Does a 300 litre electric heat pump water heater that is eligible for 26 STCs in Zone 3 and 26 STCs in Zone 4 meet the requirements in this table?
While the electric heat pump water heater does not meet the Zone 3 requirement, ie 27 STCs or more – it does meet the Zone 4 requirement (26 STCs or more) and can be installed anywhere in the state.
Small-scale Technology Certificates (STCs)
Installing an eligible solar or electric heat pump water heater entitles you to STCs, which can be sold to registered agents or traded individually.
Each STC represents an amount of electricity displaced by your solar water heater or heat pump over the course of its lifetime of up to 10 years. One STC equals one megawatt hour (MWh) of electricity displaced.
You can either:
- receive a point of sale discount by assigning your STCs to the retailer or installer when you buy your water heater – this is the most common option.
- register your STCs and sell them through the STC market or STC clearing house yourself.
The dollar value of the STC offered by retailers and installers varies day to day. If you choose to trade your STCs yourself through the STC clearing house the price is fixed at $40 per certificate.
For further information and to find out how many STCs you could receive see the Clean Energy Regulator's website
Installations excluded from the requirements
A water heater installation does not need to comply with the residential water heater requirements if it:
- serves a non-residential premise, eg commercial premise, shop, school, office building
- serves only a shed, garage or swimming pool
- is a secondary electric storage water heater up to 55 litres that doesn't serve a shower or bath
- is shared between multiple units, flats or apartments in a multi-storey apartment building
- is an electric storage water heater up to 55 litres providing temporary water heating for up to 60 days, pending the installation of a complying water heater
- is an electric or gas gravity fed water heater up to 250 litres rated hot water delivery located in a roof space
- is replacing a single faulty component in an existing solar or heat pump water heater
- is a repair to an existing water heater or is a replacement water heater under warranty.
Specific exemptions may be granted by the Technical Regulator, on a case by case basis, where extraordinary technical difficulties can be demonstrated.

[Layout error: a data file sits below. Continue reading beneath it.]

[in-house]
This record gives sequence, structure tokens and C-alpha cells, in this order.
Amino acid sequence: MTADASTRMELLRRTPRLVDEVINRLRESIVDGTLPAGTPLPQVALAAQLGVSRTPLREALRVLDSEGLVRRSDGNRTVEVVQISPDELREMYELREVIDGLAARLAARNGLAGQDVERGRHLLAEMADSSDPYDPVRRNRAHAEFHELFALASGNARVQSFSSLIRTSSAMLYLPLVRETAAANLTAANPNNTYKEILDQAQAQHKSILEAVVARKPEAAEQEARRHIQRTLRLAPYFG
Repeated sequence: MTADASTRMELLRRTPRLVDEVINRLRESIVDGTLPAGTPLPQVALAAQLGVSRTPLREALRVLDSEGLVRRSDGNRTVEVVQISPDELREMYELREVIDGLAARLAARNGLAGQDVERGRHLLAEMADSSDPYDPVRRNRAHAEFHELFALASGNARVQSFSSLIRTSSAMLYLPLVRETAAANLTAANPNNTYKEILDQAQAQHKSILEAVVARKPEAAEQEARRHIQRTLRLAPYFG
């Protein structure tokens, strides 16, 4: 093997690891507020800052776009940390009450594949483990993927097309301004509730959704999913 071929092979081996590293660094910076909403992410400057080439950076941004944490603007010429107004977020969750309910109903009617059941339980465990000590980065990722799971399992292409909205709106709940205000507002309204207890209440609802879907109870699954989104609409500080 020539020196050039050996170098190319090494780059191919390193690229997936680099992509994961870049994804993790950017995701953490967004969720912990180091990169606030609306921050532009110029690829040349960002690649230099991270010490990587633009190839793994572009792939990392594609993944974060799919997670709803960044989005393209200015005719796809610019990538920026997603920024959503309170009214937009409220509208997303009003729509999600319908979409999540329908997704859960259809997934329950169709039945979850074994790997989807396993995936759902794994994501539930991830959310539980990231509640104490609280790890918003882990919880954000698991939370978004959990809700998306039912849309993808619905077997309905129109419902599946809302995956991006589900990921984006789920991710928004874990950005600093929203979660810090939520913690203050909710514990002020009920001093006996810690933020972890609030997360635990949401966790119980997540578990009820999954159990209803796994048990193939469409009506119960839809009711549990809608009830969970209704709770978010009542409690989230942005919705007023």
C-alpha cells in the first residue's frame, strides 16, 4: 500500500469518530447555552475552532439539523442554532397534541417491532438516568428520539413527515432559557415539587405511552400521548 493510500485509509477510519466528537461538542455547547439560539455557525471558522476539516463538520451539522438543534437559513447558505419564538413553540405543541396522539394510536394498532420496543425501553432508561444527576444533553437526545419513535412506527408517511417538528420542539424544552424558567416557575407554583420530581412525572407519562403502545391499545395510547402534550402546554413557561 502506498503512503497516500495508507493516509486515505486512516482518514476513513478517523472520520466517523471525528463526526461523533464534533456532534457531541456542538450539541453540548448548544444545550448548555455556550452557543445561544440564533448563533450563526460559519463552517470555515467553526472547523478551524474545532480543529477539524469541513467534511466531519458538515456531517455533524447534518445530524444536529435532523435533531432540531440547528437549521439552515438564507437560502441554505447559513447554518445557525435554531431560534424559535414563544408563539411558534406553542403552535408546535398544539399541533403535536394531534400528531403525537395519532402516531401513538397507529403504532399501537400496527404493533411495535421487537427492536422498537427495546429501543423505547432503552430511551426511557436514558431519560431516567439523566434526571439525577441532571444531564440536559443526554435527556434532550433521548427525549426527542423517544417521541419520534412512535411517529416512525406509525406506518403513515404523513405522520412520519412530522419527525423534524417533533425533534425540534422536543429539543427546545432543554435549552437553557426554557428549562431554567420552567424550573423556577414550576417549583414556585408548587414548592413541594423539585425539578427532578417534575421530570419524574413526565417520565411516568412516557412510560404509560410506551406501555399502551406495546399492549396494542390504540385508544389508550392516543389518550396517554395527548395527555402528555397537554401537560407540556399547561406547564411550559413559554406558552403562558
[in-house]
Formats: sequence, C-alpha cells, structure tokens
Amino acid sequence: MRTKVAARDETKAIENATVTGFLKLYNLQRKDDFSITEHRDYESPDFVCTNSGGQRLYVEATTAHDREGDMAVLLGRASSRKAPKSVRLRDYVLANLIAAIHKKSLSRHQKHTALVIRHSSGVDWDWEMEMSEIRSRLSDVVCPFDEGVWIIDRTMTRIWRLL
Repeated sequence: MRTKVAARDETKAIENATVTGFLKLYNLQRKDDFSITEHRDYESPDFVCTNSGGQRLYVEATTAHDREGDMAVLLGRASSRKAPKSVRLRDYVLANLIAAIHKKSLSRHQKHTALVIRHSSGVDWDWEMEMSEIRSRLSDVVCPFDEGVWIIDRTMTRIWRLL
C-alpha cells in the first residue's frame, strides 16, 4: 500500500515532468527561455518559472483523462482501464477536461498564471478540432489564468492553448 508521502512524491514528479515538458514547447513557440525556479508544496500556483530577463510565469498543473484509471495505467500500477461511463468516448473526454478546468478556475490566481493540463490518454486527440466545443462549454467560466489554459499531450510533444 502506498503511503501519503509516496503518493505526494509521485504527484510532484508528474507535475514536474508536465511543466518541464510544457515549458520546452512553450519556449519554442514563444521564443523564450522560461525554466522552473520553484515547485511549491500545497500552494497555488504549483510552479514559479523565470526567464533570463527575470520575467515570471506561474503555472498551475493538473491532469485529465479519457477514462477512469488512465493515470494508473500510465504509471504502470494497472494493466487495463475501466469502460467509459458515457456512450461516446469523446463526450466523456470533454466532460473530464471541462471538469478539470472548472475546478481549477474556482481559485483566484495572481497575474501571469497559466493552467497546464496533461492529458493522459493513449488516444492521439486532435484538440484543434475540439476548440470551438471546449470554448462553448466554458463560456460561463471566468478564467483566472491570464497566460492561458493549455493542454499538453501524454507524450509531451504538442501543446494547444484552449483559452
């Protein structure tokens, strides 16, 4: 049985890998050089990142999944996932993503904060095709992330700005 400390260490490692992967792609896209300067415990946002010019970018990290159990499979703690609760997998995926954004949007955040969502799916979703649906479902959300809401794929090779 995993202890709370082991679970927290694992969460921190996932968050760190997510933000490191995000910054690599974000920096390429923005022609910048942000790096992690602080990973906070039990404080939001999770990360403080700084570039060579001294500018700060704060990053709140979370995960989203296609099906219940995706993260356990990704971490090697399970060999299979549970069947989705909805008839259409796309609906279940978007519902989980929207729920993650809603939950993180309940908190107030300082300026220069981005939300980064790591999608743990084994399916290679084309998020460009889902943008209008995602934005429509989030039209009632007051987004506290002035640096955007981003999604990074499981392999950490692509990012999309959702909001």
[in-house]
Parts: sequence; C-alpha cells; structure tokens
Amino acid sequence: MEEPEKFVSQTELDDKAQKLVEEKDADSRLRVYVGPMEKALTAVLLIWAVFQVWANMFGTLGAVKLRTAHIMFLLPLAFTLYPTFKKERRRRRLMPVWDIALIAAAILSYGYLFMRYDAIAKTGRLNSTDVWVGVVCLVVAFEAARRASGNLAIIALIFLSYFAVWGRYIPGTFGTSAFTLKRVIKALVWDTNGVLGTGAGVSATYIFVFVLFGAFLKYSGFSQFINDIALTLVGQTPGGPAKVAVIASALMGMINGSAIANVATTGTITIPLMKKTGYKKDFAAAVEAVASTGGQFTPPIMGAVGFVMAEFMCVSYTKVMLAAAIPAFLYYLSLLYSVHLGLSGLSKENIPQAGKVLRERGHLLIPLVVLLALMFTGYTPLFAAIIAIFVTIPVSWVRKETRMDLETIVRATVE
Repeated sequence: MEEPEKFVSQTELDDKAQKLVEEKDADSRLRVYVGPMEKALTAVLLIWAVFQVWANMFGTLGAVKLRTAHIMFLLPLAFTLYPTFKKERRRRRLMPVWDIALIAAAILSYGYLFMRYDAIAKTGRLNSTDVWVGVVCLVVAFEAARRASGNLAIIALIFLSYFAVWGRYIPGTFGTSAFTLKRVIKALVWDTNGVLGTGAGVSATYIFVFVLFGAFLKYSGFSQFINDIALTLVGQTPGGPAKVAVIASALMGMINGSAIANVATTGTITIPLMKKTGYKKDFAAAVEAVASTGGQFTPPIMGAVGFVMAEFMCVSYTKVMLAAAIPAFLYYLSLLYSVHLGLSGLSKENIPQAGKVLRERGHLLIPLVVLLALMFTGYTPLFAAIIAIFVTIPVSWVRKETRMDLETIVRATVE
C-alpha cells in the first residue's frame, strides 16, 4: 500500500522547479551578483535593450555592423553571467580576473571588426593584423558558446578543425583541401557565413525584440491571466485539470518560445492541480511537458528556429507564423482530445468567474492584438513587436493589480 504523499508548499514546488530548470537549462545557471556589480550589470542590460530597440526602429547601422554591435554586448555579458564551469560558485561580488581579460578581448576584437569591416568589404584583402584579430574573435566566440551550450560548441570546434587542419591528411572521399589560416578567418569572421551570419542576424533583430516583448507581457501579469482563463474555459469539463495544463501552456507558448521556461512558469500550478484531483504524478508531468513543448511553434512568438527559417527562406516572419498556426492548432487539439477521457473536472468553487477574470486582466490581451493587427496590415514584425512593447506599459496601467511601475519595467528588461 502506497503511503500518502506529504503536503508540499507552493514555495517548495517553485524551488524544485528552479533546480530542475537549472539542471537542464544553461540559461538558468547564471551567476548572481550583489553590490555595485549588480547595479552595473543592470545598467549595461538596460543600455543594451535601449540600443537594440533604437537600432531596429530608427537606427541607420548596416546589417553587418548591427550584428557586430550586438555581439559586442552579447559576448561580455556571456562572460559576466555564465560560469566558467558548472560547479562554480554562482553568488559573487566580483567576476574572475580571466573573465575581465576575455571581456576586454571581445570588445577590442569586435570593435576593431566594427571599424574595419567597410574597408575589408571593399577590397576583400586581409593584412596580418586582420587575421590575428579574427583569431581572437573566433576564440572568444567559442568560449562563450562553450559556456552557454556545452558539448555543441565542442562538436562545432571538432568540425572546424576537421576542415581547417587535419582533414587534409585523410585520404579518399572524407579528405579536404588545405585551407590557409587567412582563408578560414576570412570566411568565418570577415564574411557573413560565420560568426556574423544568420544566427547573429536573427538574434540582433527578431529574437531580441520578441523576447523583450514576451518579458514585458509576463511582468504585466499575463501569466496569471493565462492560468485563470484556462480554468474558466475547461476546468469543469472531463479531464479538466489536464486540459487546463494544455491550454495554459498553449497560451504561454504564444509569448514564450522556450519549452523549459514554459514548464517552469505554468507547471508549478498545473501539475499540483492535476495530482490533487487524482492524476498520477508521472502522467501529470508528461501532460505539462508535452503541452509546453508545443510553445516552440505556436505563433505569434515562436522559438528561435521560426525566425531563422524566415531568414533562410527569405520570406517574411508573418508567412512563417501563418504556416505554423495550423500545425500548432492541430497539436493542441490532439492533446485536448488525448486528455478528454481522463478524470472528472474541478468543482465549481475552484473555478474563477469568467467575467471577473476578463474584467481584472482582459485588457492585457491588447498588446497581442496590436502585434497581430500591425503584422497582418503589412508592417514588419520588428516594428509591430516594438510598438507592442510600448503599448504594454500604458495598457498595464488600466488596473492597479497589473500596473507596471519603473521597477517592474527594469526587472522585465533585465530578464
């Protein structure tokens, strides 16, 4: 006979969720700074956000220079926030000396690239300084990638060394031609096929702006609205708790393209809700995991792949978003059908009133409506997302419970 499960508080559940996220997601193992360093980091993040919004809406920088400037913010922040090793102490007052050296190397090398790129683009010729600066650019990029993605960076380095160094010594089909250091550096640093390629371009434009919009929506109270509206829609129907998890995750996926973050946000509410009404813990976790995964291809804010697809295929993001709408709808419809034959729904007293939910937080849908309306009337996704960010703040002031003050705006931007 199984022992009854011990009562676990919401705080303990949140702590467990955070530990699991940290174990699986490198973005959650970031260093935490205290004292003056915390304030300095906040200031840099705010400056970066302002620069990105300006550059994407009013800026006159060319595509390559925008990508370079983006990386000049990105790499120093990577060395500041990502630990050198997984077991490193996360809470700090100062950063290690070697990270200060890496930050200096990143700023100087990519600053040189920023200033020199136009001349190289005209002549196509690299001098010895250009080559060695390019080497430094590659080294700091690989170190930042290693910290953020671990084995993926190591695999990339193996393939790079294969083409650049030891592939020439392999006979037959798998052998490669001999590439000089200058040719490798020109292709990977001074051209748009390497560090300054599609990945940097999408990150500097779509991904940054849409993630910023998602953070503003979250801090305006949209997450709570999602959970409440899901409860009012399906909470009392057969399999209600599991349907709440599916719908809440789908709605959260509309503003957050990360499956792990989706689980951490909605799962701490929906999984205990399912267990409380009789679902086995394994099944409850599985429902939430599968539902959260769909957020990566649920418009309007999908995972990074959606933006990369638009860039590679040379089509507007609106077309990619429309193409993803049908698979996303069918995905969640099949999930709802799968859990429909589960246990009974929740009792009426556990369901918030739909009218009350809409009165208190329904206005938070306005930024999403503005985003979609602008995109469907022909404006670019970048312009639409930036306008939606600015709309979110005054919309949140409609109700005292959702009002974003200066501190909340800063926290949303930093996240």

Water flow rate requirements
When a new or replacement water heater is installed in a home, any shower outlets connected to the water heater must have a flow rate of nine litres per minute or less.
This can be achieved by installing water efficient shower heads or flow restrictors that have no less than a three-star rating under the water efficiency labelling and standards (WELS) scheme.
Gravity fed water heaters meet the water flow rate requirements and do not require a water efficient shower head or flow restrictor to be installed.
If you already have three star rated shower heads no change is needed.
Most new water heaters are compatible with water efficient shower heads, but if you are unsure check with the manufacturer.
If your water heater installation is exempt from the water heater requirements these water flow rate requirements do not apply.
For more ways to reduce your water use, see Water heaters – save hot water and save energy.
Details of the technical requirements
The new requirements are detailed in the South Australian Water Heater Installation Requirements issued as part of the Plumbing Standard published by the Technical Regulator pursuant to sections 66 and 67 of the Water Industry Act 2012. They replace the SA Water Direction dated 18 June 2009, which was issued under the Waterworks Act 1932.
If you are a householder and need help to determine what types of water heaters you can install in your home, contact the Energy Advisory Service.
Plumbers can contact the plumbers' water heater information line on 1300 883 019 (Monday to Friday, 9.00 am to 5.00 pm) for assistance.